I went to that grand final. My dad and I had gone in the MCC ballot and as usual there was a computer system fail, so we had one ticket, which wasn’t great, and had been trying to figure out what we were going to do. Basically on the Thursday or Friday I had said to my dad – I’d just finished work and I was doing police rounds at that time – that I thought I had no chance at that point and I’d have to go and camp. So I was going to go to my mum’s after I’d finished work, get the camping chair and the sleeping bag, and then I was arranging with my dad to pick up my car and take it from the work car park so it wasn’t there for three or four days. I was saying to dad, “Oh I’m going to mum’s house to get the chair and whatever and can you do my car, so I guess I’ll sleep the night and then see you on the Saturday morning” and dad said, “That’s fine, I can do that or you can come on the ticket I bought because I just went and got two tickets at $900 bucks or something”. My dad hates corporatisation of football and buying those tickets was obviously very last ditch, because he’s never been into any of that. So he had kind of strung me out where I thought I was literally going to get the camping chair and then at the last minute he’s like, I’ve just got us the tickets. I was this close to sleeping out.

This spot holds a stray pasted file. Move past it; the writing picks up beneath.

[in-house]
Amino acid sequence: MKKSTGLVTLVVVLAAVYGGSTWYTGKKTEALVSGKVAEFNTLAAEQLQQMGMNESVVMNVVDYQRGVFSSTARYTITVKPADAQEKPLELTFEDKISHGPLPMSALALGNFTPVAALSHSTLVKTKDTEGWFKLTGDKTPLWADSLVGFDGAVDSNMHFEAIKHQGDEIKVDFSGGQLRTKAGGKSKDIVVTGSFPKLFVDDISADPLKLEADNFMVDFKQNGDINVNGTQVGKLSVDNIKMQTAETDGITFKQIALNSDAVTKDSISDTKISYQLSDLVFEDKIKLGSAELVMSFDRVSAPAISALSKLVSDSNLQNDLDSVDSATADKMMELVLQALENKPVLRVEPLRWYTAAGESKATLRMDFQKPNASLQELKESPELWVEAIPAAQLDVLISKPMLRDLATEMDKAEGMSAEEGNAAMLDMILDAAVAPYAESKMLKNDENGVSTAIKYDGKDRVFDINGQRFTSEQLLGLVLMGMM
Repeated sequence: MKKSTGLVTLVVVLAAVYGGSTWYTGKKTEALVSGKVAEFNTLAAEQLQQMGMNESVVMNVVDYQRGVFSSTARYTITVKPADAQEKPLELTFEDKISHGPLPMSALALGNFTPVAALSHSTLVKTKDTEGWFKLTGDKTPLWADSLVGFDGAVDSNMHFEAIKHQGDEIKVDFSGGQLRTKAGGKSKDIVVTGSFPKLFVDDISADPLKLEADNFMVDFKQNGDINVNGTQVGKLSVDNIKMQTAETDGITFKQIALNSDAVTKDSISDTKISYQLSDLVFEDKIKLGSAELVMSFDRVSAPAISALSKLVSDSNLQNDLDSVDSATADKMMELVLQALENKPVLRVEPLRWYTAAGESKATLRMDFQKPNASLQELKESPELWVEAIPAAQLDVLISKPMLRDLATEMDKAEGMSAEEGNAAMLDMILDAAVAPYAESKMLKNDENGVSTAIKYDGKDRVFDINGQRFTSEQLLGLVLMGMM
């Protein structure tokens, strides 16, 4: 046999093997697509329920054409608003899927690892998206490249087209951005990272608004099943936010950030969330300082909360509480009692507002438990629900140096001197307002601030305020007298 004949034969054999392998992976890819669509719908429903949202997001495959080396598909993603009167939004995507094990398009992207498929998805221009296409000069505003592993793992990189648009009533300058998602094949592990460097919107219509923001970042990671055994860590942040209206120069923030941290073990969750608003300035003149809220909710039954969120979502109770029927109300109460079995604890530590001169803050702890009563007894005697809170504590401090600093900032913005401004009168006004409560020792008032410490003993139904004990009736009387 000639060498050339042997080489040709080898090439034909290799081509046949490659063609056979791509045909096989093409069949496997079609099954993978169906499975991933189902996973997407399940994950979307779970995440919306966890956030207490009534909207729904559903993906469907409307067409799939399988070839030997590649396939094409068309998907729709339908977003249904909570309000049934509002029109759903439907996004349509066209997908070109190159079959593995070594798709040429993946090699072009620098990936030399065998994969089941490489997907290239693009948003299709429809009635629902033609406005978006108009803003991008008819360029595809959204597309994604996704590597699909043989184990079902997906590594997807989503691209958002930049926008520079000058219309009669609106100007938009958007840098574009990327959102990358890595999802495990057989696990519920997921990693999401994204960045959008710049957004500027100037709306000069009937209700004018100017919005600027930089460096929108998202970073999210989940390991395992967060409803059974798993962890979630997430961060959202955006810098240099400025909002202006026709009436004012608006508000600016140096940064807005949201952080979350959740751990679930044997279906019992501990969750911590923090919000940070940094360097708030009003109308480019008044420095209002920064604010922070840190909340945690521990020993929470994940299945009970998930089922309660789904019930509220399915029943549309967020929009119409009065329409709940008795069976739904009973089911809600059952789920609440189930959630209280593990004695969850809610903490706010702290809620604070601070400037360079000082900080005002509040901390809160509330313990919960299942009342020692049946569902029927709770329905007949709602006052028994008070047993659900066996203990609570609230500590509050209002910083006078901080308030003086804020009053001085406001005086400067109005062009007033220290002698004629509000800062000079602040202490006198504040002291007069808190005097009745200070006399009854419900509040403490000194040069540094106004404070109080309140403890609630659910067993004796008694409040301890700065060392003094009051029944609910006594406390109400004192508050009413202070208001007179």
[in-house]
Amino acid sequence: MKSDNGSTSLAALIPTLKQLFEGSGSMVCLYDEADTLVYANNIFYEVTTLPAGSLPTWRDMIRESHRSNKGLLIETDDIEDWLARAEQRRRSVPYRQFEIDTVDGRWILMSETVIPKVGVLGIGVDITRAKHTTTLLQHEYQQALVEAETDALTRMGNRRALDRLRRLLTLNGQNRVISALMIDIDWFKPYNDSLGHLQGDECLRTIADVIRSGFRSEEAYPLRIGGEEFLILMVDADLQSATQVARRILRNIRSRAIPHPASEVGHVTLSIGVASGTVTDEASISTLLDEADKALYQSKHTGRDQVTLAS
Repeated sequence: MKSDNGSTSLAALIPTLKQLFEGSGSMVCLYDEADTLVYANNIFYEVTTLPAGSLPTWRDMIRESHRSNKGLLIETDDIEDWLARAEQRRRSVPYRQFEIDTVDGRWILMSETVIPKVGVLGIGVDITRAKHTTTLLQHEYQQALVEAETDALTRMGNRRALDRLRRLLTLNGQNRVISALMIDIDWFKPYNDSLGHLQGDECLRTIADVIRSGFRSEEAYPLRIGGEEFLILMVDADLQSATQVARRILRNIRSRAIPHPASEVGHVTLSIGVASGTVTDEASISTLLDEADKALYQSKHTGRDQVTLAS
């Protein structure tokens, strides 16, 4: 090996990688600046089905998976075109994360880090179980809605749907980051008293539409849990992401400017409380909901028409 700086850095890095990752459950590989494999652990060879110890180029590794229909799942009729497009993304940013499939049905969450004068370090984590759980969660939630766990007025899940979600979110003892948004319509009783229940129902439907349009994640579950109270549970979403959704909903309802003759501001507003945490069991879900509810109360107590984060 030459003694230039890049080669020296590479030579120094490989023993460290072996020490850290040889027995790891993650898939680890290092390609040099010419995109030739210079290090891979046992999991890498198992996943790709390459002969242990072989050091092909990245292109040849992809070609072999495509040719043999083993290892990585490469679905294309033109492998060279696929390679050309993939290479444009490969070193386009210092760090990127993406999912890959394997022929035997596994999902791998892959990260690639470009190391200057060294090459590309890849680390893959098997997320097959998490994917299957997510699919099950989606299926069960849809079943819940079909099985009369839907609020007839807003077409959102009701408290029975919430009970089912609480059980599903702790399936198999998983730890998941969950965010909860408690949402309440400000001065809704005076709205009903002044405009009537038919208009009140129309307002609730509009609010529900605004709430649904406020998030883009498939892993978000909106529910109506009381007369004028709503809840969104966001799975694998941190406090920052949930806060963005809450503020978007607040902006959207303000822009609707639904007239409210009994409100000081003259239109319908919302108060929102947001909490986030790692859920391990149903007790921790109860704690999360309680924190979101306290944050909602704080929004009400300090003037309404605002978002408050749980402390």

So we went and it was just this weird, hollow feeling when the siren went and it was a draw. I looked at him and he looked at me and I thought, oh my gosh I’ve gotta do this all over again next week. The week was really tortured. I was working the day after the draw, 7am police rounds and I remember we had to go to Collingwood and stake it out. I was so distracted for the whole week and it was terrible – I could barely function at work. I think by the Wednesday things had evened up. With the draw you’re never going to have the ticketing issues like normal so I think we kind of knew by that Thursday that we had tickets again. We went and then I think it’s one of the few times I’ve seen my dad cry. We went with an old friend of ours who’s a mad Collingwood supporter and who had been really unwell, so that was really nice because he sadly died a few years later. But yeah, it was an amazing day. I was a crying mess. Doing it all again was just torturous. Terrible.

When I was a kid I was a big fan of Mick McGuane, which mortified my mum. I was a big Scott Burns fan too; just a nice guy, all round good guy, great player. I actually think now that he’s probably the person for the top job. I don’t know who I’d get to join us. I still think you need a quality full forward to win a grand final so maybe someone in that position but I don’t have a pick. I’ve never really contemplated too much about who you’d love to have come to Collingwood. Not recently, anyway.